But making kratom a “controlled substance” could impede future research. Váradi notes that if kratom is restricted “it will make it much more difficult to obtain large enough amounts of the plant product . . . scientists will have to obtain a Schedule I license and go through multiple administrative steps to obtain kratom and its alkaloids for their research needs. The decision may also hinder future clinical studies that would look at the effects and safety of kratom in humans.”
If current research shows that kratom is relatively safe, then why did the DEA feel it necessary to claim the plant is an “imminent hazard to public safety” that requires rapid policy changes? After all, an emergency scheduling of kratom will be an expensive, time-intensive action that will obstruct research and affect hundreds of thousands of consumers within the United States.
In its announcement in August, the DEA cited a Centers for Disease Control and Prevention report that said U.S. Poison Control Centers received 660 calls related to kratom from 2010–2015. The agency also claims to be aware of 15 kratom-related deaths within the past two years. But this number of calls over a five-year period is rather low, especially given that there were 6,843 calls related to laundry detergent pods in the first seven months of 2016. Furthermore, the DEA only cites deaths where kratom was detected during an autopsy; there is no evidence to suggest that kratom caused any of these deaths.
A more convincing explanation may be that corporate interests are guiding the DEA’s hand. In recent years, numerous studies have explored whether new synthetic opioids that act similarly to kratom can be created. Some studies have even synthesized new opioids directly from the alkaloids found in kratom.
Pharmaceutical companies have shown great interest in the research. A lead researcher on one of the synthetic opioid studies was recently hired as the principal scientist at Janssen Pharmaceutical—a division of the health care titan Johnson & Johnson. Likewise, Trevena, a biopharmaceutical company, is in the process of developing a synthetic opioid that reduces pain without the dangerous side effects of existing prescription painkillers.
Because the opioid epidemic claims more than 28,000 American lives each year, an opioid that reduces pain without causing respiratory depression and severe addiction is in great demand. Because kratom is a naturally occurring plant, it cannot be patented and would not be particularly profitable for a pharmaceutical company. Similarly, these synthetic painkillers would not be profitable as long as kratom exists in the market as a non-patented generic alternative.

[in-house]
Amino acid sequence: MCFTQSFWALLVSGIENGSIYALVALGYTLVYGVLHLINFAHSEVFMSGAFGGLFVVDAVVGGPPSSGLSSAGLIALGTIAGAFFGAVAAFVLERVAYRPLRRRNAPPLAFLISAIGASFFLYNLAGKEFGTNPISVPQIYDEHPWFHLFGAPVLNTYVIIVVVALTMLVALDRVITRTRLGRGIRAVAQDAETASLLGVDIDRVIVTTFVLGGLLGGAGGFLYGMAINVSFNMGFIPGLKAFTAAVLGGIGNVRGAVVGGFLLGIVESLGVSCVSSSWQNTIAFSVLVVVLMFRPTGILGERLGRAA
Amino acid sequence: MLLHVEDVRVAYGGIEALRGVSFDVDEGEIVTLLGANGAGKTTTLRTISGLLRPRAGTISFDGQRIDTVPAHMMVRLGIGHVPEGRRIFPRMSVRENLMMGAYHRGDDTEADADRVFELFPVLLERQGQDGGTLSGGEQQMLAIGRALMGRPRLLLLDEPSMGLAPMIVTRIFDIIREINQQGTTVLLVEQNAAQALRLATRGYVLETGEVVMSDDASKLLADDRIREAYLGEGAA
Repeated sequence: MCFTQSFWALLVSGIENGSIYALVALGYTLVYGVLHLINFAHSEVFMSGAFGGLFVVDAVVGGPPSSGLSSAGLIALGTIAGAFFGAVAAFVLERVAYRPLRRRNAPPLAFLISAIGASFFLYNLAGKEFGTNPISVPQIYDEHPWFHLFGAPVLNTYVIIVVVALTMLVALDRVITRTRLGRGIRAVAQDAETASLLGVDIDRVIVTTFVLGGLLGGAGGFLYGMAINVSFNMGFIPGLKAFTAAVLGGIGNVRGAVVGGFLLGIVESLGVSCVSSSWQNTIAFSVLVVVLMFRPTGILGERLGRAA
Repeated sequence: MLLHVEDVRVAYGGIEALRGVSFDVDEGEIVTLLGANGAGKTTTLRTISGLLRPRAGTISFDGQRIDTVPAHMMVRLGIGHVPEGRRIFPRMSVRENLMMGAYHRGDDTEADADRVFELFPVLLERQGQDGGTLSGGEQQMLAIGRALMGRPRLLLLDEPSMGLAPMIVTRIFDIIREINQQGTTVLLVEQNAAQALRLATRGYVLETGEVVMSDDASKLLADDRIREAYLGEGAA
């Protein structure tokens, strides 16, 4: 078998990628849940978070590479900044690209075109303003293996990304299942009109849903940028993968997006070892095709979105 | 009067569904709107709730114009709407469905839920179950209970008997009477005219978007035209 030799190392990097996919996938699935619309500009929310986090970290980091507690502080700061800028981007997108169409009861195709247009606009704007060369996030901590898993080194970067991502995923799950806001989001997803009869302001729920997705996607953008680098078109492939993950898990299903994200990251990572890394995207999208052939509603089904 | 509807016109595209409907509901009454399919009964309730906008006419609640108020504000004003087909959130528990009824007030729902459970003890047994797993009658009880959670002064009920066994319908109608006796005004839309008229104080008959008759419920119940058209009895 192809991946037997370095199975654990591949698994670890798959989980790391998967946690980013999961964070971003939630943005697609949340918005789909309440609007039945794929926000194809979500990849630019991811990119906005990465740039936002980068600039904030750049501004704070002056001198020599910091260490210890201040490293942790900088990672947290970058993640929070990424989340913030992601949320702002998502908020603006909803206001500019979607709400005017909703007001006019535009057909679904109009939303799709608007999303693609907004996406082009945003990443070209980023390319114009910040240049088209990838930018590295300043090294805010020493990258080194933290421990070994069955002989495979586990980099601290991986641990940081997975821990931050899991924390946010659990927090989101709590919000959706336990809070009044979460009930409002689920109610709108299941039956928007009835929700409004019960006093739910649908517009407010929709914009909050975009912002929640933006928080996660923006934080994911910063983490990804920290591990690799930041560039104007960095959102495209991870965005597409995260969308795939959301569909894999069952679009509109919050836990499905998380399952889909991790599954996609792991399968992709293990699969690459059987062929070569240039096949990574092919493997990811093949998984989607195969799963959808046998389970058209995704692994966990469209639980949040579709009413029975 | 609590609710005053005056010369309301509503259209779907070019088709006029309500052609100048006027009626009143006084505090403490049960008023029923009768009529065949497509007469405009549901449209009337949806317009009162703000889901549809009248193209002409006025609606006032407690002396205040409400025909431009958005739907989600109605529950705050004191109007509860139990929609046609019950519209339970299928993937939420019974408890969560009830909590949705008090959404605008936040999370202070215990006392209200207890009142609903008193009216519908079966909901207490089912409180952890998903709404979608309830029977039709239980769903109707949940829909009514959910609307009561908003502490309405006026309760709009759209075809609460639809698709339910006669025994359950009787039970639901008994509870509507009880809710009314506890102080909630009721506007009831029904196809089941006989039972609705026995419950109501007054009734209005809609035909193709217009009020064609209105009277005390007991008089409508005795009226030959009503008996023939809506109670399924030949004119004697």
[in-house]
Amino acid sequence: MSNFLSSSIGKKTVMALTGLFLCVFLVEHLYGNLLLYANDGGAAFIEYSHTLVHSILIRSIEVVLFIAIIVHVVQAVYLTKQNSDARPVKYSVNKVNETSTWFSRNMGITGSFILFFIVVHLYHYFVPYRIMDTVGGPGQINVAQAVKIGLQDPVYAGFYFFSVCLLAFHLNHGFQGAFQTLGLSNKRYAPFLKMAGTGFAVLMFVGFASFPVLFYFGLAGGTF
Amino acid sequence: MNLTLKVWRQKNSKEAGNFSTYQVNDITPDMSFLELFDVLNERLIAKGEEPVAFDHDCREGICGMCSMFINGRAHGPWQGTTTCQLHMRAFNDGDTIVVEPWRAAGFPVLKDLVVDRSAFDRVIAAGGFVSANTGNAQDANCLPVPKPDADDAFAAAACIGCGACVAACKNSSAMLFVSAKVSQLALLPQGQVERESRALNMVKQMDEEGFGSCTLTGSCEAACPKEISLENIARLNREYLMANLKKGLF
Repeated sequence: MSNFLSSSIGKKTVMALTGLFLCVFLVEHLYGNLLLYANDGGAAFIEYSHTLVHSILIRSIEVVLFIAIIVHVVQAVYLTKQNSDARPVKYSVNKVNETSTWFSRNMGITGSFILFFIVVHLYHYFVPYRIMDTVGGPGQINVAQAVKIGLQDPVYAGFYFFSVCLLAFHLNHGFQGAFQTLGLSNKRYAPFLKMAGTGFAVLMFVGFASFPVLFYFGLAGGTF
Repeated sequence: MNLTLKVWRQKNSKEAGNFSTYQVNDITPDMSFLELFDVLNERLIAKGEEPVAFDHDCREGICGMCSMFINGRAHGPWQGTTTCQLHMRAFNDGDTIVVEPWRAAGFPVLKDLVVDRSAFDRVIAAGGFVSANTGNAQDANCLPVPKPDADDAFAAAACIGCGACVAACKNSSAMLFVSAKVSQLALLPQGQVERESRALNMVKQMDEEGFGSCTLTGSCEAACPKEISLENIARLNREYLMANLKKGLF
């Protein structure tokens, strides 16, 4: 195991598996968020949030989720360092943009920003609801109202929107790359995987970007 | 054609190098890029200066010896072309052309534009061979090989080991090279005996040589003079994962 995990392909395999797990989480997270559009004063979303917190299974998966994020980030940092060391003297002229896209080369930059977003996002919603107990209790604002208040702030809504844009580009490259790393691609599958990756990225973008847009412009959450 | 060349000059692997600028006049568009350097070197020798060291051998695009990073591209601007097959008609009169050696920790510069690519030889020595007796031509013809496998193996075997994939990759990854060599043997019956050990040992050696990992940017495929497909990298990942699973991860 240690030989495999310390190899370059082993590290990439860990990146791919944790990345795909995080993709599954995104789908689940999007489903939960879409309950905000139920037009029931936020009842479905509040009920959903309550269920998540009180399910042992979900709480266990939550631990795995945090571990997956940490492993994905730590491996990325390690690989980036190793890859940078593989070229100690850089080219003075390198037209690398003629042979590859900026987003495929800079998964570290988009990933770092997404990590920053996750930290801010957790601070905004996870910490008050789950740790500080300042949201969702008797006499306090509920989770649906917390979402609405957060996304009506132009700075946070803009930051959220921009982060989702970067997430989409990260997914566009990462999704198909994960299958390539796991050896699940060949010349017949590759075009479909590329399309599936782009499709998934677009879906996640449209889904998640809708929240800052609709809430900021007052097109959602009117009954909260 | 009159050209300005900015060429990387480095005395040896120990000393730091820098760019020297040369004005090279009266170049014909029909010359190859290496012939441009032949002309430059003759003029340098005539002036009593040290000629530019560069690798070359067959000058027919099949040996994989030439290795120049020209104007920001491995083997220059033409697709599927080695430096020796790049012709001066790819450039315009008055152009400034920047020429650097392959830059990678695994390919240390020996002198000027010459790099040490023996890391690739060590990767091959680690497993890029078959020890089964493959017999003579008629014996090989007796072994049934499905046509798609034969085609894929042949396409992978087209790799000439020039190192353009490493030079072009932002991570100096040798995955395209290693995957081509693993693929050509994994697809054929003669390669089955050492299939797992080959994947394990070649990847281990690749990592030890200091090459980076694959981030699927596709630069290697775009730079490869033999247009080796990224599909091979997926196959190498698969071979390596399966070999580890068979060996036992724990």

The revolving door between the DEA and private industry has been well-documented. Chuck Rosenberg, the current head of the DEA, served as a partner at the international law firm Hogan Lovells from 2008 to 2013. Rosenberg was appointed as Acting Administrator of the DEA by Attorney General Loretta Lynch in 2015. Lynch also served as a partner at Hogan Lovells from 2001 to 2010.
A report from Public Citizen, a D.C.-based consumer-rights group, shows that Hogan Lovells has frequently lobbied for the pharmaceutical industry—indeed, one of its past clients was Johnson & Johnson. And as the Hogan Lovells website states, one of the firm’s main goals is to help pharmaceutical companies manage “competitors with alternative brands or generics” by navigating the regulatory landscape.
While the relative lack of information about kratom necessitates more research and regulation, the DEA’s decision needs to be put into context. Forty-four Americans die from overdoses each day, and the CDC’s own statistics show that these deaths have nearly quadrupled since 1999. Heroin and other opioids bought on the black market have increasingly been laced with potent synthetic opioids like fentanyl and carfentanil, further increasing deadly overdoses.
A substance that can reduce cravings for opioids without causing respiratory depression could be a powerful harm-reduction tool. Addiction is a disease, not a moral choice, and prohibition will not eliminate people’s desire to obtain opioids. Kratom, if properly regulated, could reduce deadly overdoses and save lives, and its unique properties could make it a game-changer for managing pain and opioid addiction. The United States could follow the lead of Canada, which regulates kratom as a legal Natural Health Product (NHP).
By banning kratom, the DEA may be inadvertently accelerating the national opioid epidemic by encouraging recovering addicts to get their fix from heroin, prescription painkillers, and other deadly opioids. Even if synthetic alternatives are introduced to the market, prescription drug costs could price patients out of a life-saving treatment. Whatever the DEA’s motivations, if its decision to make kratom a Schedule I substance is not reconsidered, we will soon find out the results of America’s newest experiment in prohibition.
Michael Payne is an activist and writer living in Virginia.